That approach has allowed Standard Chartered to do things like defer installing security patches -- even critical ones -- on some systems because it decided that the effort was not worthwhile, based on the actual risk.
Similarly, it has allowed the bank to permit unauthenticated access to some of its internal systems because there are enough compensating physical security controls.
"Once you use a risk-driven approach, it actually is incredibly liberating. It allows you to challenge some of the long-held rules" related to the use of security tools, Meakin says.
Core to this approach is the need to understand asset value, he says. Not all IT systems are created equal, and not all of them present the same risks or have the same level of exposure to threats. Therefore, it's important to assign a business value to the IT assets in your organization, says Meakin.
Asset value is based on factors such as the criticality of applications or the services supported by an IT asset and its interdependencies with other applications and infrastructure components, he says.
For instance, an Active Directory server that supports multiple business-critical applications would likely be considerably more important than a server running an e-mail application, from a business continuity standpoint.
3. Implement a control framework
Once you have a good idea of the desired state of security, choose the most appropriate set of technology, management and process controls to help you get and stay there.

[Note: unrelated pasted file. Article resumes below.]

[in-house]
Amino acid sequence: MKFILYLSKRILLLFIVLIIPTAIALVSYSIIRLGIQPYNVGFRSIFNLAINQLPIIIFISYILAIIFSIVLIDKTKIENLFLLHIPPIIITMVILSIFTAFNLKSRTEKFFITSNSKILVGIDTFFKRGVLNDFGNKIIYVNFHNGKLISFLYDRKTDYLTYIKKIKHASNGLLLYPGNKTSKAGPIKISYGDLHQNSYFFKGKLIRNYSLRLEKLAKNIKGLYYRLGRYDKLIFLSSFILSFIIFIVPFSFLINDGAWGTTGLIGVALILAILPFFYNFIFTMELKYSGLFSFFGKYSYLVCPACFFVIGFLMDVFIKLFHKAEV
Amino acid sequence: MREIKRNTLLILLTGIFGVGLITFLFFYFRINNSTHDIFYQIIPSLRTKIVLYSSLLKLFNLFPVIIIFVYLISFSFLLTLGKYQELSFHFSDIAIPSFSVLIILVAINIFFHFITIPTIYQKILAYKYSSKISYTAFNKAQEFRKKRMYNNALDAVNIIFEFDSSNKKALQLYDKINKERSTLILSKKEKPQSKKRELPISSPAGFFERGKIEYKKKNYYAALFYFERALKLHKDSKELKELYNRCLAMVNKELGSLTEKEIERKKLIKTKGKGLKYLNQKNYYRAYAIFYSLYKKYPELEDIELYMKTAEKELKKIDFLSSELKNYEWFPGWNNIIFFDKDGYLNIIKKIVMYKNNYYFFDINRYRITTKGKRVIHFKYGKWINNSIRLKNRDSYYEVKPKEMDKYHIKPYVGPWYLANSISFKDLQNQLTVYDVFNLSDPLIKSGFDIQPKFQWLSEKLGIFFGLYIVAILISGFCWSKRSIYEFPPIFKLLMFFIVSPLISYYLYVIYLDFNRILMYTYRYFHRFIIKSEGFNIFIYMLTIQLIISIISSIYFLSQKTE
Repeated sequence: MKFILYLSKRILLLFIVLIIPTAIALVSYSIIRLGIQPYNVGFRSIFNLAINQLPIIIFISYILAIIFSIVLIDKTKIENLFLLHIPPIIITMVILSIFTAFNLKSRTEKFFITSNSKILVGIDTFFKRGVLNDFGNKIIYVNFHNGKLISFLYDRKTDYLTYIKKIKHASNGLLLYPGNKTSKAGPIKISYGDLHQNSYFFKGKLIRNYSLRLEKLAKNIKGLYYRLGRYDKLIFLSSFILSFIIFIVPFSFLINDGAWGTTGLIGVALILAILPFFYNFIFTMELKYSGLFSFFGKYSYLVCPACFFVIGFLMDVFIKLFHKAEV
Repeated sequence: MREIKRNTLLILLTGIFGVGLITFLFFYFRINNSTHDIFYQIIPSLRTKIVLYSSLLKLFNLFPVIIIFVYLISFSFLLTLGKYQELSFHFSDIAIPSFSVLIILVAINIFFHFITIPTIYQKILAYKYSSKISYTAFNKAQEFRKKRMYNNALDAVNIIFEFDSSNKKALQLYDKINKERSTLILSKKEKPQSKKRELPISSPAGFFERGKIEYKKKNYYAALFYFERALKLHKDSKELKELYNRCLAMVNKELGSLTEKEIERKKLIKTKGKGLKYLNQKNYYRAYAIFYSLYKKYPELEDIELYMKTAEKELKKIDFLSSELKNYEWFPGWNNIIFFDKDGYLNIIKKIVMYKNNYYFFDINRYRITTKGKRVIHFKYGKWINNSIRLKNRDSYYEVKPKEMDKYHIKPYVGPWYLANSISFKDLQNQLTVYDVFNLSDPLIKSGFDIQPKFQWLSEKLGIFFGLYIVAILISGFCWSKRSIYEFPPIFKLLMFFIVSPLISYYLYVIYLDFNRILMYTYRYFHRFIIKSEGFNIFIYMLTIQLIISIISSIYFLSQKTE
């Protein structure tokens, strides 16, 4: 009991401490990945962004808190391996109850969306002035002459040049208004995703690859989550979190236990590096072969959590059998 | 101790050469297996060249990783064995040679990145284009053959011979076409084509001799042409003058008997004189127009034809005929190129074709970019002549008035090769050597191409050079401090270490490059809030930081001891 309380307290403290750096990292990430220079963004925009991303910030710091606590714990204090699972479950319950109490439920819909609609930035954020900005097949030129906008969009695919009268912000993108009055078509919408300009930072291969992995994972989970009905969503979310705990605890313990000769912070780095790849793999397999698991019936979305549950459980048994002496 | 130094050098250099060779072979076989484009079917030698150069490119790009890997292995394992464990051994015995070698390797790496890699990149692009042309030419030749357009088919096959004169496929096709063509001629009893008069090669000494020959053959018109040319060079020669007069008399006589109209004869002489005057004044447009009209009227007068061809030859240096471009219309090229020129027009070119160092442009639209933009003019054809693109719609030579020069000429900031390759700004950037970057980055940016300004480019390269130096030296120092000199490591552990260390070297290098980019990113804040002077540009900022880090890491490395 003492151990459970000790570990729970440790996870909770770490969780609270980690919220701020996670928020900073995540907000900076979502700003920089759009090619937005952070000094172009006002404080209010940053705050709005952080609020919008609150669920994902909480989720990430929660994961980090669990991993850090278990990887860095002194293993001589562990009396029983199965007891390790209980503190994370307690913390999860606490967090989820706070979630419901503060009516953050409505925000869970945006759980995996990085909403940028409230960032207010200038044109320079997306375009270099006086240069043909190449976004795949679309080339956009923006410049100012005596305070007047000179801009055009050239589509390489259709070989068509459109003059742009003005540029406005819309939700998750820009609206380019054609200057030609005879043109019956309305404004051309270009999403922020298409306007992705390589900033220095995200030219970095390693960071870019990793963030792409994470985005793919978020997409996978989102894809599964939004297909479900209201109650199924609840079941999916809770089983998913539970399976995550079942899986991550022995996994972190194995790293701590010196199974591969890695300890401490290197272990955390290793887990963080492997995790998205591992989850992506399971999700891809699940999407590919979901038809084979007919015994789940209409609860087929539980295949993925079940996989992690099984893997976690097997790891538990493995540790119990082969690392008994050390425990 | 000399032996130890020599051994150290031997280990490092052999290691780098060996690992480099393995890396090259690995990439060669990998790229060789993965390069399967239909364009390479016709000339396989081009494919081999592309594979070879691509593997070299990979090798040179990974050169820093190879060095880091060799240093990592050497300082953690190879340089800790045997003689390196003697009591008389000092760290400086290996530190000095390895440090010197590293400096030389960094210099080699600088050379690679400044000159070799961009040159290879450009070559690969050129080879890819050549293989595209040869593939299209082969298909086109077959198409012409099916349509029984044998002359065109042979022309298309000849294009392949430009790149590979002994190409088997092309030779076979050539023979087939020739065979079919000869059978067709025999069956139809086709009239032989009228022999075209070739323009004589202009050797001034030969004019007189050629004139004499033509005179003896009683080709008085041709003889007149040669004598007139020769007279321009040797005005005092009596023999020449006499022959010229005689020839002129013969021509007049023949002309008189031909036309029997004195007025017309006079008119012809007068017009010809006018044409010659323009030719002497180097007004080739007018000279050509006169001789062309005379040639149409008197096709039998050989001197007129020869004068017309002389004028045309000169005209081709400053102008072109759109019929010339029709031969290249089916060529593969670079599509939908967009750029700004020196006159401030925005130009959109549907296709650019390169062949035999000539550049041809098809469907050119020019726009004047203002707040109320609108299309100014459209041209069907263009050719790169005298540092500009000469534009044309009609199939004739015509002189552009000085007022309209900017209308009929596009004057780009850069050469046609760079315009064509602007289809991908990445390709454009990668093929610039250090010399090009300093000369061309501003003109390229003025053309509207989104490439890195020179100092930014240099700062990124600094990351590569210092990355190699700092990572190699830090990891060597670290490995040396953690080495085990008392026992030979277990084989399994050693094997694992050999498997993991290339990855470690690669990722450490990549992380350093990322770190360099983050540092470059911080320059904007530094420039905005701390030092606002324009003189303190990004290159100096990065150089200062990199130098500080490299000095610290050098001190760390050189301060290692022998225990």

Perhaps the most efficient way of doing this is to implement an internal framework that maps business and risk management requirements to their appropriate IT controls, says Eric Litt, chief information security officer at General Motors.
"In order to make good decisions, you need to have a framework for your security program," he says.
Standards such as the Cobit control framework, ISO 17799/27001 and COSO can help IT organizations identify the controls that will help them meet their particular business needs and comply with regulatory requirements, Litt says.
"You get every single tool underneath the sun," he says. "That's what these frameworks provide for you."
The ISO 27001 and 27002 frameworks can help a company develop policies, procedures and processes for meeting its risk management and compliance objectives, Litt says. They also provide a list of technology controls that need to be used to meet those objectives.
For example, the frameworks can be used to decide the appropriate tools to meet an internal data access control objective or to comply with a statute that requires data logging and auditing capabilities.
A formal framework gives companies a way to quickly assess how effectively their controls are working, because each security control is mapped to a specific business or compliance objective, says Marc Othersen, an analyst at Forrester Research.
"It shows why a control is there in the first place. It links security controls to IT risks and shows what would happen if a particular control fails," says Othersen. "The IT risk management goal is to put context around a control failure."
4. Measure everything